During World War II and by April 26, 1944 the name of the company had changed from Mills Novelty Company, Incorporated to Mills Industries, Incorporated.  On April 26, 1944, a representative of the firm, D. W. Donahue, was appointed to a planning committee of the coin machine manufacturing industry.  The committee was concerned with the transition of the coin machine factories from war production back to their former use.

In July 1944 Fred L. Mills, the then President of Mills Industries,  died at the age of 49 of a stomach aliment in St. Charles, IL.

During World War II, Mills received authorized federal funding to use its industrial facilities to produce bomb carriers, directional antenna, hand control slip rings, and poppet valves.   They continued to produce "Panorams" with films directed to the war effort and morale boosters.

On April 1, 1946 Bell-O-Matic Corporation was established as the exclusive distributor worldwide of all Bells and related products manufactured by Mills, and employed all of the former personnel of the Coin Machine Department of Mills.  The stated rationale for the change was that the market for the products of the Coin Machine Department and the markets for the other products of Mills were quite distinct.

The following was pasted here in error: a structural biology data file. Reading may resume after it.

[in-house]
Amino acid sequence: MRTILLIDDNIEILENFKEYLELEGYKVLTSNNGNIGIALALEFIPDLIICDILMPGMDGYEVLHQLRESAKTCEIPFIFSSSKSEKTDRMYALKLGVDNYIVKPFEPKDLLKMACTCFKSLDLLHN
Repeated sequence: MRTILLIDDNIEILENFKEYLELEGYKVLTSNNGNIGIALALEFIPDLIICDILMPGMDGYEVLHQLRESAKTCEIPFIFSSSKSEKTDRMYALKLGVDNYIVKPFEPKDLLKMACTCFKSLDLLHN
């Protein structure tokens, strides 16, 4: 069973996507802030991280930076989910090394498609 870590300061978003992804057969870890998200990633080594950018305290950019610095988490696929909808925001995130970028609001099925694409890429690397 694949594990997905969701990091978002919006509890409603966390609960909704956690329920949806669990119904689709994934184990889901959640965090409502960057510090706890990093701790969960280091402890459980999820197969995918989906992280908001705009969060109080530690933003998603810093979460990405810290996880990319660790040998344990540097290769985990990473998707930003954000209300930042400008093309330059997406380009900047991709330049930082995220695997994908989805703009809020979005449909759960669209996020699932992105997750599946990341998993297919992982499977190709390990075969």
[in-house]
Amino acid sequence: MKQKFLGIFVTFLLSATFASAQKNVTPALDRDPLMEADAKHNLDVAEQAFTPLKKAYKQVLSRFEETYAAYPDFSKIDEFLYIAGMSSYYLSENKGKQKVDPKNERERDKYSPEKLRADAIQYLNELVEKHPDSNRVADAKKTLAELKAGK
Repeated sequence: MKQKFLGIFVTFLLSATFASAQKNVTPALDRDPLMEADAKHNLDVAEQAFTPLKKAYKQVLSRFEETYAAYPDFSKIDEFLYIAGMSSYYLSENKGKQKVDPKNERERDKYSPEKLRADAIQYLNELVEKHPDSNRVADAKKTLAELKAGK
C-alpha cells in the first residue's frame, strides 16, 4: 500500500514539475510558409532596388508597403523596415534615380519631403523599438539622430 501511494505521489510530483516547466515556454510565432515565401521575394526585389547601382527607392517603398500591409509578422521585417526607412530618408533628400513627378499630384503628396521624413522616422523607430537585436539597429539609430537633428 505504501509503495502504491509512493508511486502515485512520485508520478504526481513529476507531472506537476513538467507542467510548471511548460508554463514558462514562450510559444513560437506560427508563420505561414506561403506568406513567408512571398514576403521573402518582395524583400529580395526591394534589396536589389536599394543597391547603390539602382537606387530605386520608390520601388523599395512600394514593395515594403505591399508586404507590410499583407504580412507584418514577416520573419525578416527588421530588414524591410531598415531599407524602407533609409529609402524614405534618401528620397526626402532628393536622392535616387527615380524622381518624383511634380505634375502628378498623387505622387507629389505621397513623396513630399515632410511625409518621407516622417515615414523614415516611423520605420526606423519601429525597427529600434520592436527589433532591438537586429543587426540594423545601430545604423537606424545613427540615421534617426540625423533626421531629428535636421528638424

The last jukebox produced by the Mills Novelty Company was the Constellation (model number 951).   At the end of the Constellation production run, a couple of boxes of the front grille medallins were sold as "scrap" to a Mr. Tucker of Chicago.   In 1948 these became the horn button in all known Tucker automobiles!

By January 1948, the company was financially troubled and had petitioned the federal court for time to pay its debts.  In December 1948, the company sold its entire phonograph inventory to H.C. Evans of Chicago.

By the end of the 1940s, the Chairman of the Board of Mills was Ralph J. Mills and the President was Herbert S. Mills.  Both men were Vice Presidents of Bell-O-Matic Corporation, whose officers included President V. C. Shay and Vice President in Charge of Advertising Grant F. Shay. Both companies were still located at the Mills building in Fullerton Avenue, Chicago.  The Bell-O-Matic Corporation would later relocate to 135 Linden Street, Reno, Nevada.

In January 1951 it was reported that the industry manufacturing slot machines in the United States, then almost entirely based in Chicago, IL, had suffered a major blow. A bill had been signed which banned slot machines from federal property and prohibited their shipment in commerce between states.  At that time slot machines were allowed only in the states of Nevada, Montana and Maryland (where they were only legal in four counties).  But they continued to be operated illegally throughout the country.